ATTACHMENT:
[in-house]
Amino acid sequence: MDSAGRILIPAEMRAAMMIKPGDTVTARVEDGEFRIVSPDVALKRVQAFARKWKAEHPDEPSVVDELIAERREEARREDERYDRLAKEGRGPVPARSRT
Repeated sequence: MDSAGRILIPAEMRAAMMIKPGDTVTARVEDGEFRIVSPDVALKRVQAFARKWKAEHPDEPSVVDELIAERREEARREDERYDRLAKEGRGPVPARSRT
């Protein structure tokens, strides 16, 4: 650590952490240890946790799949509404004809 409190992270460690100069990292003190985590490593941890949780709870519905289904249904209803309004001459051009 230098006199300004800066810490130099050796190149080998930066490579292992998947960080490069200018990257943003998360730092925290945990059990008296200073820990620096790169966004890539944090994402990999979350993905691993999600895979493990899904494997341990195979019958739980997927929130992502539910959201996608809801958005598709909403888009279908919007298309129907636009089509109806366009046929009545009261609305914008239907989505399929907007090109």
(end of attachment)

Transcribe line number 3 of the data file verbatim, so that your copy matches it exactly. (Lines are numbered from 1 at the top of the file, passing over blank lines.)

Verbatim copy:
Repeated sequence: MDSAGRILIPAEMRAAMMIKPGDTVTARVEDGEFRIVSPDVALKRVQAFARKWKAEHPDEPSVVDELIAERREEARREDERYDRLAKEGRGPVPARSRT